Their relationship had always been rocky, and according to Rowan, there had been periodic incidents of domestic violence. She never called the police. In the summer of 1995, the two were in a car accident in Louisville. Rowan, five months pregnant with Khalid, broke a bone in her neck and spent two weeks in traction. Her mother had to take a leave from her job to care for her daughter.

Then, last June, Rowan was in the kitchen of her apartment, making macaroni and cheese with chicken. The front doorbell rang, and through the peephole, she saw Minor. The two had just quarreled over the use of Minor's Land Cruiser. She refused to let him in. Minor went around to the back and came in through the patio slider.

An argument soon turned ugly. She says he doused her with cognac and hit her. The children, witnesses to it all, started crying. "I thought he was going to kill me," Rowan said. Finally, Rowan broke free and ran to a phone booth some 75 yards away at the entrance to the complex and called her sister, asking for help.

Soon police were at the complex and Minor was arrested, charged with fourth-degree assault, and taken away in a van. Rowan did not want to press charges, but Jefferson County has a "no drop" policy regarding domestic violence charges. Minor said at the time, "Things have been blown all out of proportion. I know what kind of guy I am. Usually, I walk away from these things."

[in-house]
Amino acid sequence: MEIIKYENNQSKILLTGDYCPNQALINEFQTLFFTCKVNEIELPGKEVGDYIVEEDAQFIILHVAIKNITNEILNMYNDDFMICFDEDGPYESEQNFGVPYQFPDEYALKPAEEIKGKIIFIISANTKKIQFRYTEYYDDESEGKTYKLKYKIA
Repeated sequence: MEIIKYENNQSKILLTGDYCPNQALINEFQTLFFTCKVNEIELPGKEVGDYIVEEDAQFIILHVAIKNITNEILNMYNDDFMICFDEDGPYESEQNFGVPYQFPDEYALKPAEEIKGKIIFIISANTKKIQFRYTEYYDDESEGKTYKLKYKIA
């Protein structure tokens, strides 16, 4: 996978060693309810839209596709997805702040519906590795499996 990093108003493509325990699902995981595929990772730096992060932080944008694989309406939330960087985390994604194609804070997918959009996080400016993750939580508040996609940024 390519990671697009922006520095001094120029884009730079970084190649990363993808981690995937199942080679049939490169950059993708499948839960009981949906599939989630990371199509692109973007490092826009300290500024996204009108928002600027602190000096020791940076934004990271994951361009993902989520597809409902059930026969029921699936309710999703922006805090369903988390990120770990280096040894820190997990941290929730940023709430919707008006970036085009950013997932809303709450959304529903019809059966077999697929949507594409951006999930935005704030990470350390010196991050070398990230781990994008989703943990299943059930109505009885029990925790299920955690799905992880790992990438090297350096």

At his court appearance, an agreement was reached to place Minor in EMERGE, a Boston counseling program for batterers. If he completes the program, the assault charge will be dropped. According to Kommor, Rowan's attorney, there was no stipulation in the agreement that EMERGE periodically inform the court of Minor's compliance. Minor is scheduled to finish the program in early August.

Minor will begin his fourth professional season this fall. Under terms of the contract he signed, he will earn roughly $ 2.2 million for the year. (The contract started at $ 1.8 million and increases 20 percent per year.) Minor receives additional money from the NBA's licensing deals - around $ 75,000 - as well as money from Nike, his shoe company. According to Rowan, he also gets up to $ 5,000 in free clothing and shoes from Nike.

The order being appealed is retroactive to last June 27. That was the date that Rowan filed the petition seeking sole custody and for an increase in child support. The case dragged on into February, when a hearing was held. According to court records, Minor never appeared, despite being served notice months earlier. It was then that Stewart ordered that the monthly payments be raised to $ 30,000 and gave Rowan sole custody. It was also then, according to sources, that any hope of salvaging either the relationship or the house on Lambach Lane came to a crashing halt.


FLCeltsFan said...

I never knew this. But Greg Minor just went on my extreme dislike list. He may not get along with his babys' mama, but if you make a baby, you need to be responsible for him. Children are a blessing and should always be viewed as such.

Lex said...